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Monday, 16 June 2008
Page: 4897

Mr LAURIE FERGUSON (Parliamentary Secretary for Multicultural Affairs and Settlement Services) (6:57 PM) —I thank the previous speaker and the member for New England for articulating some of the concerns of rural areas that I guess in national and international trends of urbanisation we perhaps do not focus on as much and for the issues they raised about the ageing of the workforce and the need to make sure through training initiatives that people do actually go to those areas.

In a broader sense and legends apart, there are still great areas of social inequity in this country, and certainly the question of health care is one of them. If we look at the realities, we find a very close correlation between many health problems and socioeconomic deprivation, and the dental area is one of them. I cite the Australian Dental Association’s National dental update of November 2004. It noted:

A number of factors contribute to this abysmal record—

and it was referring to the dental situation—

and it is essential that they be properly identified and dealt with to return Australia to a much improved position on the OECD table. The percentage of adults rating their oral health as average, poor or very poor decreases markedly in households with a pre-tax income of more than $50,000 when compared to households with a pre-tax income of less than $20,000.

Lower oral health is clearly associated with social and economic disadvantage.

I would very strongly reiterate the view of some earlier speakers that one of the worst decisions of the previous government, very shortly after coming to power, was to rid this country of a very worthwhile dental scheme. It was unfortunate that the disastrous decision to force the by-election in the seat of Lindsay distracted the Australian population at that time from what was very much a class based decision which denied working-class people, in particular, access to very necessary oral health care. For the opposition to come in here tonight and say that what is provided here is not good enough is absolute gross hypocrisy because they abolished the dental scheme with great glee soon after being elected to government.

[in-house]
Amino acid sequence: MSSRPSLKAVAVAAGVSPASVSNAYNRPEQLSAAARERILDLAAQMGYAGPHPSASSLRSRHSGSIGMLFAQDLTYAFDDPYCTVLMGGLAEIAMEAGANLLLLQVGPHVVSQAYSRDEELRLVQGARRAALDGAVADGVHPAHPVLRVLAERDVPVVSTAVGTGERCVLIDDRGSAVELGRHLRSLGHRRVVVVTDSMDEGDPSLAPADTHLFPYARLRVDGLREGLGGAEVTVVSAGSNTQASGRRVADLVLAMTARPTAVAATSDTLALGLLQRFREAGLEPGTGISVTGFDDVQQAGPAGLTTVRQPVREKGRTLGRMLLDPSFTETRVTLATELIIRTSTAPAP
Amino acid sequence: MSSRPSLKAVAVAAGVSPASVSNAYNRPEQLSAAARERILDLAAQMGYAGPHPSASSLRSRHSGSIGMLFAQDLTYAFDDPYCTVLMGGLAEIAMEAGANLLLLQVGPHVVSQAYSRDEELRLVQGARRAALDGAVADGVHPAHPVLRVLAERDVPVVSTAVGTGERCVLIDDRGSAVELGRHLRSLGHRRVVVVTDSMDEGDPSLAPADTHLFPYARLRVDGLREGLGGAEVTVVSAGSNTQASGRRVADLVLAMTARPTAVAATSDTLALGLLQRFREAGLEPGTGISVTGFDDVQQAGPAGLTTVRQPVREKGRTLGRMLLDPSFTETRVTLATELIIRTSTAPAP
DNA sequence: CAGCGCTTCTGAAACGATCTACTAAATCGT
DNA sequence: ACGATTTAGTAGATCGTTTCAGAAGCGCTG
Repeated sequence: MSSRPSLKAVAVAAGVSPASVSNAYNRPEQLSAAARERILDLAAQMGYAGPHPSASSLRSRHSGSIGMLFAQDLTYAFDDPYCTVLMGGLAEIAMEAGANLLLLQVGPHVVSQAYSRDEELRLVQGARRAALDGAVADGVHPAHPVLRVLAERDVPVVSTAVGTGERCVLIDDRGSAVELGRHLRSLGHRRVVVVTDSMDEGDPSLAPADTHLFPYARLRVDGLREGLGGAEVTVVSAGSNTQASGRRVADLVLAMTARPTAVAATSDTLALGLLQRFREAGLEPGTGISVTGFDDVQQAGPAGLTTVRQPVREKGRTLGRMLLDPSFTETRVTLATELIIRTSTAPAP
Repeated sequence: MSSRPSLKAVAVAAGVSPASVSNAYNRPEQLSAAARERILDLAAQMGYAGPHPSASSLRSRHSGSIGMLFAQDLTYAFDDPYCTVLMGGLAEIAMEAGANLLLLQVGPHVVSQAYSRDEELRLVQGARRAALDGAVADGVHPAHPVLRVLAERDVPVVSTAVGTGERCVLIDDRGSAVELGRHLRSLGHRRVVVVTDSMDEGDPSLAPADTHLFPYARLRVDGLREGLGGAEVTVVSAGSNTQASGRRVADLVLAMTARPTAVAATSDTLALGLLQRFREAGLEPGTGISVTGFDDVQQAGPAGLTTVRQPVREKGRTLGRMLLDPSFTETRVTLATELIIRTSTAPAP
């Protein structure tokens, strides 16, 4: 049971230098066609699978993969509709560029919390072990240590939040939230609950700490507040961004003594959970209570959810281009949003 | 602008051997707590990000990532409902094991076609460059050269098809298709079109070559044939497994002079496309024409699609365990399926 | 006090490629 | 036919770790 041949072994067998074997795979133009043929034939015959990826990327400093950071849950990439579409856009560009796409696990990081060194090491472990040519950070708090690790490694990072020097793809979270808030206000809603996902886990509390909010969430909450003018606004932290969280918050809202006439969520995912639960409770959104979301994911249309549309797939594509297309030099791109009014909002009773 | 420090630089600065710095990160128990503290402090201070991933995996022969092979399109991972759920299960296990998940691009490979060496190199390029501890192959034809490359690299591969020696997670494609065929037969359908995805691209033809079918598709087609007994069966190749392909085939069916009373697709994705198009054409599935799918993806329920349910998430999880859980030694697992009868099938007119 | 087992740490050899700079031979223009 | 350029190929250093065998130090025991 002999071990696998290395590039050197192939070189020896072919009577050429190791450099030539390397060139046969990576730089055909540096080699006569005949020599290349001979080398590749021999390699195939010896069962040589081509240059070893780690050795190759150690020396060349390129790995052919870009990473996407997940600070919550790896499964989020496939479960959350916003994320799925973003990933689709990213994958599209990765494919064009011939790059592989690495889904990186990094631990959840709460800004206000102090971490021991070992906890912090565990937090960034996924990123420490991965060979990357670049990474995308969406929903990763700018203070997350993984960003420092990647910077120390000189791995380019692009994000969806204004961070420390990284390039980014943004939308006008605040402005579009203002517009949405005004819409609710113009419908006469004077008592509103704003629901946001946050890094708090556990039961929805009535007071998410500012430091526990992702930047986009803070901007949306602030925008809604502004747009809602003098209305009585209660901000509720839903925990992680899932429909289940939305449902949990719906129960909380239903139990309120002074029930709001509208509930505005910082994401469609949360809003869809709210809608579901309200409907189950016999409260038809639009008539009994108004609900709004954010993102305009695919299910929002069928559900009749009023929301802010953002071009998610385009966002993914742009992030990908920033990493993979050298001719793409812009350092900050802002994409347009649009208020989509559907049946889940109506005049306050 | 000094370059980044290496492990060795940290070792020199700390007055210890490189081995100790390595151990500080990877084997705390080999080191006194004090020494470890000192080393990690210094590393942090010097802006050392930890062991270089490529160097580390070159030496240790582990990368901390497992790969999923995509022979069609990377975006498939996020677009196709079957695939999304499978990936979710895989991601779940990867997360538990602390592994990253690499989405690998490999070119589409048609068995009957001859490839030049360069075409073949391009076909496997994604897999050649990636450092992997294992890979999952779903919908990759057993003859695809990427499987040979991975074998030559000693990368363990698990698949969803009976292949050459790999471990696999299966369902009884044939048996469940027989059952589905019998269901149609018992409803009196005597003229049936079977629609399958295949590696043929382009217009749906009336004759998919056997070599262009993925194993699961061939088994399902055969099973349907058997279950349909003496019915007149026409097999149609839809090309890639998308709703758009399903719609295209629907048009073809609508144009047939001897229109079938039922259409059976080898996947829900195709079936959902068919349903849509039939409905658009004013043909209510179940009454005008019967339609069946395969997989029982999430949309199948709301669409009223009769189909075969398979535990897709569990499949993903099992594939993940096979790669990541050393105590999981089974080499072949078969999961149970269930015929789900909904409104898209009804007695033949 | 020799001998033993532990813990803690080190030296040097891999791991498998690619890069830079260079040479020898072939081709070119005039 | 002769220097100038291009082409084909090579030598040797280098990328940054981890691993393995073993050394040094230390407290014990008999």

I also note complaints about the state governments. Quite frankly, not all of those state governments have been in for a decade or two, and if there is any build-up of problems, one would have to say that the other side of politics at a state level also must have some involvement if that is the case. Also, this particular bill puts it on the state governments very clearly not to reduce services. They are matters that we really need to understand in this legislation.

The matter is serious. It has been a long time coming. It has been commented upon on many occasions. The ABC’s Health & Wellbeing website said:

What’s the most common health condition in Australia? Heart disease? Cancer? Few people realise it’s actually tooth decay, with advanced periodontal (gum) disease the fifth most common, and rates of edentulism (loss of teeth) also high, according to the Public Health Association of Australia. As a nation, we’re facing a crisis in oral health, with half a million people unable to access a dentist for even basic care.

We all know that other figures have indicated that large numbers of people do not have proper health care because they cannot afford it. Basically, they do not go ahead with it if it is determined that they should, because of the cost. There is also a clear correlation between dental problems and other diseases. The previous government brought in a scheme where there had to be a chronic condition before people were assisted. I gather that the total figure of those helped during that period was in the area of 7,000 people—that is the number of people who were assisted under a scheme those opposite now laud, now praise here—and they have the temerity to attack this government’s initiatives.

We are now seeing that over one million young people will have the option of having a check-up. We now hear complaints that this will not necessarily provide for all of the dental care that should eventuate if there are problems. Quite clearly, the check-up is an indication to a family that something should be done. Obviously we appreciate that in some cases they will not be able to afford to act on it, but quite frankly many of them would not be able to even afford the test in the first place without this government initiative. What we are seeing is a clear commitment being fulfilled by this legislation. It will provide far wider access to dental care. It will obviously do something about waiting lists via the $290 million being devoted in that area.

In an era when inflationary pressures are here, when transport costs are going up, there is real pressure being placed on parts of my electorate such as Rydalmere and Dundas, which clearly do not have public transport available. This gesture by the government in making sure that something is done in an area that really affects people’s wellbeing, which as I said earlier relates to other health problems, is a measure that should be supported and praised rather than denigrated. We have a clear devotion of a sizeable amount of money over the next few years for annual preventive dental checks, providing an oral examination and, where required, X-rays, scaling and cleaning and other preventive measures for teenagers. I do not want to go over areas that other members have covered. Quite clearly this is a situation that is often raised with members of parliament. If you look around the electorate, if you run into people, they do often raise the question of dental care. In an electorate like mine, which is below national socioeconomic indicators, where people are experiencing really hard economic circumstances, this is important legislation and I have pleasure in supporting it.